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Red Sox 6, Rays 5: Triples for all, but no win for the Rays

It was a tough loss, but they fought tooth and nail for those runs.

Boston Red Sox v Tampa Bay Rays Photo by Julio Aguilar/Getty Images

Here’s what I love about this Rays team: in any other year, going up against a team like the Red Sox with a grand slam like a black mark on the score sheet, the game would feel over. Not so, with this 2019 club.

Even after the dismal turn of events in the second inning, when Charlie Morton walked in a run with a hit-by-pitch to Sandy Leon, and then gave up the aforementioned grand slam to Andrew Benintendi (his first career slam), Morton stayed on. He cleaned things up, he righted the ship. After something like that, one might expect him to get pulled, but instead he went on to give up no further runs for the rest of his innings, going six, and collecting nine strikeouts.

Jacob Faria (remember him!?) came on in the seventh and looked good, allowing only one hit and a walk.

The offense played their part as well, with a Avisail Garcia home run in the second, and FOUR triples in the game. The first was by Ji-Man Choi, who would later leave the game with left calf tightness, and was subsequently scored by a triple from Brandon Lowe in the fourth. Kiermaier got one in the seventh, and then he and a pinch-hitting Guillermo Heredia were scored with the fourth triple, this one from Austin Meadows.

There was a super hot defensive double play in the top of the eighth when Lowe knocked a liner down and was able to successfully turn it into a 4-6-3 play. Yow. That’s what I mean, too. This team has no quit in them. After losing two in a row for the first time all season, you could tell they had no interest in letting it become three in a row.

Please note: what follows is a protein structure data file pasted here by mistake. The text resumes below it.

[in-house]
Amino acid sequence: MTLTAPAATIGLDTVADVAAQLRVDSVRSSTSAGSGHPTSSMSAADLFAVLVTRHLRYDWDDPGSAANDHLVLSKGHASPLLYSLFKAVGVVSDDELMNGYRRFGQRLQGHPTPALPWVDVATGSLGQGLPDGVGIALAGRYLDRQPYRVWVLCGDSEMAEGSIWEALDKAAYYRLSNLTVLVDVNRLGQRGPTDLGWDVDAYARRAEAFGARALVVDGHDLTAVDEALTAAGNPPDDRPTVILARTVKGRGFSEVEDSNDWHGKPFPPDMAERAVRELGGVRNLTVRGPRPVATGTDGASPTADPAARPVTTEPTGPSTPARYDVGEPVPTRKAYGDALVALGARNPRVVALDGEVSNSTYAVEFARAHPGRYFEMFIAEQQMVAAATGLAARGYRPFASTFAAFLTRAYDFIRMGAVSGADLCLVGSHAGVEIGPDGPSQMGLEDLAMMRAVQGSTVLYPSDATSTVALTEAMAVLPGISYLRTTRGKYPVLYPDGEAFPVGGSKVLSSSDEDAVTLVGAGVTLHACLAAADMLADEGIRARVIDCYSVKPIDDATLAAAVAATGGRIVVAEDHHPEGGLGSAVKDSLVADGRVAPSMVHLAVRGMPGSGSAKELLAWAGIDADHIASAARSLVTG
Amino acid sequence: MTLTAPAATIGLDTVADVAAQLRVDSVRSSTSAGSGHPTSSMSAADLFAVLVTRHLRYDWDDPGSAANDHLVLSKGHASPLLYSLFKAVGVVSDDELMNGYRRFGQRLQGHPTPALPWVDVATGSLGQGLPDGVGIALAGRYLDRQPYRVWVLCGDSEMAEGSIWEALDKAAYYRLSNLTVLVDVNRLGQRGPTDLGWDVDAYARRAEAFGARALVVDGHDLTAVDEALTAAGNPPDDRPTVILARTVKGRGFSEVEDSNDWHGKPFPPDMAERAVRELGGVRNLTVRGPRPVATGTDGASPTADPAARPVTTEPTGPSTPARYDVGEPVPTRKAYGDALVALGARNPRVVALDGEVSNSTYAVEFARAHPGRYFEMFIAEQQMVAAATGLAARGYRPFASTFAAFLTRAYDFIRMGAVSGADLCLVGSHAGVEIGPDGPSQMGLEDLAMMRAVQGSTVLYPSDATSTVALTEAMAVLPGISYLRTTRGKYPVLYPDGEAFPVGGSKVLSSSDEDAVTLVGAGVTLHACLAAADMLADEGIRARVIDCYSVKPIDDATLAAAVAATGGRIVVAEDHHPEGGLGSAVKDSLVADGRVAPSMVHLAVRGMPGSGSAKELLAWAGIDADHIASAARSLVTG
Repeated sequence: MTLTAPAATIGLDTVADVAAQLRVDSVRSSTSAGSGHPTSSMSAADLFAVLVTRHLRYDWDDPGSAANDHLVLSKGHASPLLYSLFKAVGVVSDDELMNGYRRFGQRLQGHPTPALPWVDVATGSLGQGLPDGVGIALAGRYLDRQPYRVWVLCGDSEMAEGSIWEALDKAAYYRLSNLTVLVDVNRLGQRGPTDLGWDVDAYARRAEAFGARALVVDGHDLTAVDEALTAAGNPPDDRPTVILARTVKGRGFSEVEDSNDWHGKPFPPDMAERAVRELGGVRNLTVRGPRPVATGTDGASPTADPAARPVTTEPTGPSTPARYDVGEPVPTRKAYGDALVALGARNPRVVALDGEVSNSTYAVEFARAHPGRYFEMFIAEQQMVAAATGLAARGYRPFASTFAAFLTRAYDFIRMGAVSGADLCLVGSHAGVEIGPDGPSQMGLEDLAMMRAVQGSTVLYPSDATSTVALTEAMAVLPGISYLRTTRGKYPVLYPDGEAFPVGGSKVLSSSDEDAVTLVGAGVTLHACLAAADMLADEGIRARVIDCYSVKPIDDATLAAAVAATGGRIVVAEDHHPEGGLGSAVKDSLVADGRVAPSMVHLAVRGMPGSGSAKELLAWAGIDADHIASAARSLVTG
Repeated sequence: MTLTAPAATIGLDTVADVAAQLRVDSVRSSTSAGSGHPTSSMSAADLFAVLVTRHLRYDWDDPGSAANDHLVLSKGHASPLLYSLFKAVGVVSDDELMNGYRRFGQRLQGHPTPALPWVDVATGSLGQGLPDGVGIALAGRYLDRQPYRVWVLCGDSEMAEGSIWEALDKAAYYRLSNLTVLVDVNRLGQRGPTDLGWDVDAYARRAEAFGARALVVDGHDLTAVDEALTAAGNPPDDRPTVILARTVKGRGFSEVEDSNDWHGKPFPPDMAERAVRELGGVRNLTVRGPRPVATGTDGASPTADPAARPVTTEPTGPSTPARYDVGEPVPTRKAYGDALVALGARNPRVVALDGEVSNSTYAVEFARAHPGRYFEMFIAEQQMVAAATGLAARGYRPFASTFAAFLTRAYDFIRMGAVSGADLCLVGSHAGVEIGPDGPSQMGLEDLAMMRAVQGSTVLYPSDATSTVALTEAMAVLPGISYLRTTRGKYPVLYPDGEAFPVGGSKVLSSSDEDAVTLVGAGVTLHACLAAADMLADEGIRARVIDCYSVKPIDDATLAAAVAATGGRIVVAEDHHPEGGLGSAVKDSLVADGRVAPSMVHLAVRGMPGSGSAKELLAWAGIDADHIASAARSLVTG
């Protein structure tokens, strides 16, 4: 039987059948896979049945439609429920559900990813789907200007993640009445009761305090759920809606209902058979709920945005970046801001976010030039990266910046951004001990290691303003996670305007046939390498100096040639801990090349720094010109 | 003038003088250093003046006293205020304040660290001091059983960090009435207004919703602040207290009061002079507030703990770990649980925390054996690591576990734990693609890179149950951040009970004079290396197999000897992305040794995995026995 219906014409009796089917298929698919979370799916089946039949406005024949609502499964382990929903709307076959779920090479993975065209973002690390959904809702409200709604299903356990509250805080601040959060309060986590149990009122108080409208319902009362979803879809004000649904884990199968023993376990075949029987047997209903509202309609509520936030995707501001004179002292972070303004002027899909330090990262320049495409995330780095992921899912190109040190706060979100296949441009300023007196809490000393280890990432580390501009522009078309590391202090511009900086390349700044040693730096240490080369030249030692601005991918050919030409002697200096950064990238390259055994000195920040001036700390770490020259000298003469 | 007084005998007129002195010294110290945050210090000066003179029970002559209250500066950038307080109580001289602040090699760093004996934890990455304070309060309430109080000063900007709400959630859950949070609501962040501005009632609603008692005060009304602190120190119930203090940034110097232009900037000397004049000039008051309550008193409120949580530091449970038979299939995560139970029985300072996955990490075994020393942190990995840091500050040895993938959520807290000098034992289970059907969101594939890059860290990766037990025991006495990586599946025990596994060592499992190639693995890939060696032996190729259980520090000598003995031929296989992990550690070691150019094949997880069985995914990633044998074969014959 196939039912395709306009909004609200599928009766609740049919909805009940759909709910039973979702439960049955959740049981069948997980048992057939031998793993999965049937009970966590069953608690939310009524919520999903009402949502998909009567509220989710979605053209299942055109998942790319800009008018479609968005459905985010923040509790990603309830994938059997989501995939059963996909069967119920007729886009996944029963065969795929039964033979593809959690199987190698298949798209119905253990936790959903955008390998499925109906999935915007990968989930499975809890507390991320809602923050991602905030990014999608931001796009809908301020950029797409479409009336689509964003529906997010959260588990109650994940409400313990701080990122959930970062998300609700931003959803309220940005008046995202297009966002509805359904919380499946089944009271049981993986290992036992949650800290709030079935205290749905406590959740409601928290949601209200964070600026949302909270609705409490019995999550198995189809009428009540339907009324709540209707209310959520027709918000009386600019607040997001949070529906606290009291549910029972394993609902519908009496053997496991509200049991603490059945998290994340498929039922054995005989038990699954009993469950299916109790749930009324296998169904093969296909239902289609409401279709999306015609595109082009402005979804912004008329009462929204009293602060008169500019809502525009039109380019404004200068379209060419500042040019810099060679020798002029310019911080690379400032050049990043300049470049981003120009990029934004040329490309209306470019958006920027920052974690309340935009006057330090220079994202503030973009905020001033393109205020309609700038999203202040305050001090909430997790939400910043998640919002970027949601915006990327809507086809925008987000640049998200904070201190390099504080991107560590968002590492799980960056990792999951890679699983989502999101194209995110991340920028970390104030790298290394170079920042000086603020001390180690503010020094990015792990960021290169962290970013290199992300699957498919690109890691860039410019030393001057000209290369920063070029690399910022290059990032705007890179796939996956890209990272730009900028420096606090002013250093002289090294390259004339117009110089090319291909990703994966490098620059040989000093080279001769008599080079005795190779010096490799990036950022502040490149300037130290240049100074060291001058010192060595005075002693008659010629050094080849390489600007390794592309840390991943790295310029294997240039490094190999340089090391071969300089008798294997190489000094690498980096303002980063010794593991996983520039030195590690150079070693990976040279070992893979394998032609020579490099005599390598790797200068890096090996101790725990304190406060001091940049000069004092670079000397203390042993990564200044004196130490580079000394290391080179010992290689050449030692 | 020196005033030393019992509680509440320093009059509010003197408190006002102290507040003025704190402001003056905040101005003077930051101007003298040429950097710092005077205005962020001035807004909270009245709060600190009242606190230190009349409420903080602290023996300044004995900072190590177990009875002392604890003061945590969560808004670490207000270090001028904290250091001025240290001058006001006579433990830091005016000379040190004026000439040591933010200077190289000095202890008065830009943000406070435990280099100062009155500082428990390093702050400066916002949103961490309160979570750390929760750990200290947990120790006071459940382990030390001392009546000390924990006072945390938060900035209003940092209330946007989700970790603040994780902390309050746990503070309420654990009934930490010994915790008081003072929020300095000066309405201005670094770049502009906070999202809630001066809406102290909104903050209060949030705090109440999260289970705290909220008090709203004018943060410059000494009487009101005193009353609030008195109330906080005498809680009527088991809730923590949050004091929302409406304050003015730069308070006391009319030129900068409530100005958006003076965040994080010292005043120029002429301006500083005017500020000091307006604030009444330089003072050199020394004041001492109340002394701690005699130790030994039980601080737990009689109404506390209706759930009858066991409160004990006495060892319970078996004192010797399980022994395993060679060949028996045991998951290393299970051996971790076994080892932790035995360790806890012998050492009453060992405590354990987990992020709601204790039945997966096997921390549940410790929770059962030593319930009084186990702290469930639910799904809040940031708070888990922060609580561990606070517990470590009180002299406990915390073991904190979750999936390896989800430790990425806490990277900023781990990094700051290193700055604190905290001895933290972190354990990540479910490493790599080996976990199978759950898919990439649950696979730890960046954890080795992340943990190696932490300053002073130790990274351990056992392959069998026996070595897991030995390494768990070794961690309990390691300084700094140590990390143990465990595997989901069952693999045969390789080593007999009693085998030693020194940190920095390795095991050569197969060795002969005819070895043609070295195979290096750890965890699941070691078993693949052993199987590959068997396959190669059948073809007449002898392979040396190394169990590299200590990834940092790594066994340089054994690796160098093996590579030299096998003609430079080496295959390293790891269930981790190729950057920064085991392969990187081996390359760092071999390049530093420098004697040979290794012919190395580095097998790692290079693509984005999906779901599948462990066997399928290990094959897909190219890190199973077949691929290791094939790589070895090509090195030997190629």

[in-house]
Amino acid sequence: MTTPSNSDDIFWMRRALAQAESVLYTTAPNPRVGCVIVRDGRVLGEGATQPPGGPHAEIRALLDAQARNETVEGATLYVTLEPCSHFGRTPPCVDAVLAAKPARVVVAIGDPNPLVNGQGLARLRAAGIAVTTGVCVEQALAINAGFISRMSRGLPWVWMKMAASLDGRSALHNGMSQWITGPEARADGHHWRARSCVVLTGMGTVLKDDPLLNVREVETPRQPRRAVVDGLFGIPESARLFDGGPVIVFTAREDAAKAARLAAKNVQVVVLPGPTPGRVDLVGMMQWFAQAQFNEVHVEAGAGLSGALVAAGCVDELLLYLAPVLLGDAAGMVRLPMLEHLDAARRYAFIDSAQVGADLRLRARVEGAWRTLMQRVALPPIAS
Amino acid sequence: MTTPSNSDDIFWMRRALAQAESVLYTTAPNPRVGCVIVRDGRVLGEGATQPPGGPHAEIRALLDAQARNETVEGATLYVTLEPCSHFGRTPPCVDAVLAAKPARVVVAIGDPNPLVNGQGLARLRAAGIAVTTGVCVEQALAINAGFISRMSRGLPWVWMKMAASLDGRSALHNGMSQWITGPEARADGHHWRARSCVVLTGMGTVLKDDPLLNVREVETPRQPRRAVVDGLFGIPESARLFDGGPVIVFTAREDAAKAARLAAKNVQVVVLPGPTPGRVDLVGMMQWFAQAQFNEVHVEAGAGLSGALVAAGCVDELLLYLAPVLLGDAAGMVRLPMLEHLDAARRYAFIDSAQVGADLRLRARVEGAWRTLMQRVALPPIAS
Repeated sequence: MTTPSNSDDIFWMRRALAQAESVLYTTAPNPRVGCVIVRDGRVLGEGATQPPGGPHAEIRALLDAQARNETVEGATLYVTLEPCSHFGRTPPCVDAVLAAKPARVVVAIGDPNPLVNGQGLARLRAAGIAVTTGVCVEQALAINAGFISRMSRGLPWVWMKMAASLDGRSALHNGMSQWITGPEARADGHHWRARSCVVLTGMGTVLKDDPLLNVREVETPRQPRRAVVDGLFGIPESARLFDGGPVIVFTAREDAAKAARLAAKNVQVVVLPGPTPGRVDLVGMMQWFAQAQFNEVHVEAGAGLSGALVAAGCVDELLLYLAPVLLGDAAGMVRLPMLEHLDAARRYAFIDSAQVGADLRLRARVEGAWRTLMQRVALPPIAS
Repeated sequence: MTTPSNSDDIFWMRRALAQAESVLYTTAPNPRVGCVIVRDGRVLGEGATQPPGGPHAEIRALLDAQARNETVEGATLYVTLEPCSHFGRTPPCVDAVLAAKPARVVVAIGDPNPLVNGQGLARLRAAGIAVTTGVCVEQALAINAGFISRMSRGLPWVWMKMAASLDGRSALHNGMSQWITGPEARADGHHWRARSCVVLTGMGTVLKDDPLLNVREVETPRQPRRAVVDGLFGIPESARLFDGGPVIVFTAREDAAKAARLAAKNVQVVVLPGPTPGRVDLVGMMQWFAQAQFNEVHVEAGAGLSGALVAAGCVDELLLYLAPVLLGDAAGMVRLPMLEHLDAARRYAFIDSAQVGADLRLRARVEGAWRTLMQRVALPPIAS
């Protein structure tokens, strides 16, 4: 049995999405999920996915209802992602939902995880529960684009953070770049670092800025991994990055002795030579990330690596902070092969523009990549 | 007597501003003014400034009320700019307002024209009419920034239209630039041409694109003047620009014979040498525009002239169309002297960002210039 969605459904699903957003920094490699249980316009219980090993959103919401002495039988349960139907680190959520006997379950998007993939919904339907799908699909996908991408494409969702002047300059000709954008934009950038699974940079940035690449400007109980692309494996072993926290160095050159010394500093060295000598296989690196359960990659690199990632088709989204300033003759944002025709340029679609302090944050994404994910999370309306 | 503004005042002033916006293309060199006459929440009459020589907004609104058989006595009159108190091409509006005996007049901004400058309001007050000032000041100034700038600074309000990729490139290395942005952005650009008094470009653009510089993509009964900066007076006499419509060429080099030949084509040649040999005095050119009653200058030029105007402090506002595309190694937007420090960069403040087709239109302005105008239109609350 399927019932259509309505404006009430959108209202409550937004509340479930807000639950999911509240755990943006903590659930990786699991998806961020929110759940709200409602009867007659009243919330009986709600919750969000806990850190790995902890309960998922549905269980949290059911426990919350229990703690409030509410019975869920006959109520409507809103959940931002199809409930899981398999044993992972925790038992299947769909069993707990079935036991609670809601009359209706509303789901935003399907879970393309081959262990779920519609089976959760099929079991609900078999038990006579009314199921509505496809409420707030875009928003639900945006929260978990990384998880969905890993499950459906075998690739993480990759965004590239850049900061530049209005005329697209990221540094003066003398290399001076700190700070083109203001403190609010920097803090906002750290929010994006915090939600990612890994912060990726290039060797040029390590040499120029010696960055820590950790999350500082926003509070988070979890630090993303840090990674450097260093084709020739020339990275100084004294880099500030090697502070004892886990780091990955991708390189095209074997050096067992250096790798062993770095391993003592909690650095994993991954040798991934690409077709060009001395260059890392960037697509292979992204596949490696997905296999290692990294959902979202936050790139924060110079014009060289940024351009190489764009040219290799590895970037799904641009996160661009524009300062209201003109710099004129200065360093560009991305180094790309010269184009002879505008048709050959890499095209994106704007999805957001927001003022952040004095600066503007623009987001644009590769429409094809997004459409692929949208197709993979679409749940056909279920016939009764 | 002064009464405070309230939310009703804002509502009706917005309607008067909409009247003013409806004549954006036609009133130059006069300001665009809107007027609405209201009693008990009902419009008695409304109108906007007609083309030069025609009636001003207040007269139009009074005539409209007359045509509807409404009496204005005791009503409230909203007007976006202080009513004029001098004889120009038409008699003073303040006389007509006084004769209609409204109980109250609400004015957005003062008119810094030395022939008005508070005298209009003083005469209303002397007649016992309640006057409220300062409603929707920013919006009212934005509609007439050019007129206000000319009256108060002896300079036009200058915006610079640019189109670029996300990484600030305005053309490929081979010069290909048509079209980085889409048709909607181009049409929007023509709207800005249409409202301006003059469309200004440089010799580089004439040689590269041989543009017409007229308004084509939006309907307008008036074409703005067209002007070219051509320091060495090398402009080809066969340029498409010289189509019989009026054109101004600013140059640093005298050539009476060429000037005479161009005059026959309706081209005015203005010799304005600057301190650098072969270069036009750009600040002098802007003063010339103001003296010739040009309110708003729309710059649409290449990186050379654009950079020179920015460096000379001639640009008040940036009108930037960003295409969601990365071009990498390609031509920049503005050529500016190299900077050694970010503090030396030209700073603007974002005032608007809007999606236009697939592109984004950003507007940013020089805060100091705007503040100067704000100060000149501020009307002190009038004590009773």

Then bottom of the eighth, Yandy Diaz rolls up to the plate and ties things 5-5. Here. We. Go. The crowd at the Trop — and yes, there was a crowd — started getting really loud at this point.

Unfortunately Alvarado had trouble limiting damage, and gave up two hits and a walk, one of the hits to the red-hot Benintendi to push the Sox ahead once more.

The bottom of the ninth was a white-knuckled affair, with Daniel Roberston and Tommy Pham collecting hits, and everything falling to Willy Adames as the game’s final out. And then, just like that, a pick off at first tagged out Pham and the game was over.

But still, they hustled, they almost got it back. The Rays have now lost three in a row, but there’s a lot to look forward to in tomorrow’s series finale.